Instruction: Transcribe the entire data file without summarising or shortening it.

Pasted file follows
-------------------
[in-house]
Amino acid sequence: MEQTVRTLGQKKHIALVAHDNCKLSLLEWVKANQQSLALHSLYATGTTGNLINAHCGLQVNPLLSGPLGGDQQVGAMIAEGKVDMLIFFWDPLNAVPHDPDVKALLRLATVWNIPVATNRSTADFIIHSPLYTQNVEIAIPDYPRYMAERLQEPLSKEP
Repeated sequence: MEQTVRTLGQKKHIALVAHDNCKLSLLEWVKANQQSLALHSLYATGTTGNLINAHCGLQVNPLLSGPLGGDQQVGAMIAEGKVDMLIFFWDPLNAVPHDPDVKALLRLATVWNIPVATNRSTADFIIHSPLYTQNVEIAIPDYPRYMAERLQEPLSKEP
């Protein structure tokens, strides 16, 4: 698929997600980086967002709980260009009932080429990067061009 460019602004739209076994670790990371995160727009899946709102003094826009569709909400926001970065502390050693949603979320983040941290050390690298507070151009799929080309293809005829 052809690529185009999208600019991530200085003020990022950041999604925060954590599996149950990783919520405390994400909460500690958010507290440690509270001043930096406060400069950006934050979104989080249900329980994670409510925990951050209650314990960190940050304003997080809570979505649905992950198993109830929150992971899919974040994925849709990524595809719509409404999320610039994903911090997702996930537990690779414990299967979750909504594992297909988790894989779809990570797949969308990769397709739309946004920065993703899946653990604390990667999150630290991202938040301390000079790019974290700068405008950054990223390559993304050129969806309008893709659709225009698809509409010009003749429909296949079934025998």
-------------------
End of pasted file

[in-house]
Amino acid sequence: MEQTVRTLGQKKHIALVAHDNCKLSLLEWVKANQQSLALHSLYATGTTGNLINAHCGLQVNPLLSGPLGGDQQVGAMIAEGKVDMLIFFWDPLNAVPHDPDVKALLRLATVWNIPVATNRSTADFIIHSPLYTQNVEIAIPDYPRYMAERLQEPLSKEP
Repeated sequence: MEQTVRTLGQKKHIALVAHDNCKLSLLEWVKANQQSLALHSLYATGTTGNLINAHCGLQVNPLLSGPLGGDQQVGAMIAEGKVDMLIFFWDPLNAVPHDPDVKALLRLATVWNIPVATNRSTADFIIHSPLYTQNVEIAIPDYPRYMAERLQEPLSKEP
């Protein structure tokens, strides 16, 4: 698929997600980086967002709980260009009932080429990067061009 460019602004739209076994670790990371995160727009899946709102003094826009569709909400926001970065502390050693949603979320983040941290050390690298507070151009799929080309293809005829 052809690529185009999208600019991530200085003020990022950041999604925060954590599996149950990783919520405390994400909460500690958010507290440690509270001043930096406060400069950006934050979104989080249900329980994670409510925990951050209650314990960190940050304003997080809570979505649905992950198993109830929150992971899919974040994925849709990524595809719509409404999320610039994903911090997702996930537990690779414990299967979750909504594992297909988790894989779809990570797949969308990769397709739309946004920065993703899946653990604390990667999150630290991202938040301390000079790019974290700068405008950054990223390559993304050129969806309008893709659709225009698809509409010009003749429909296949079934025998």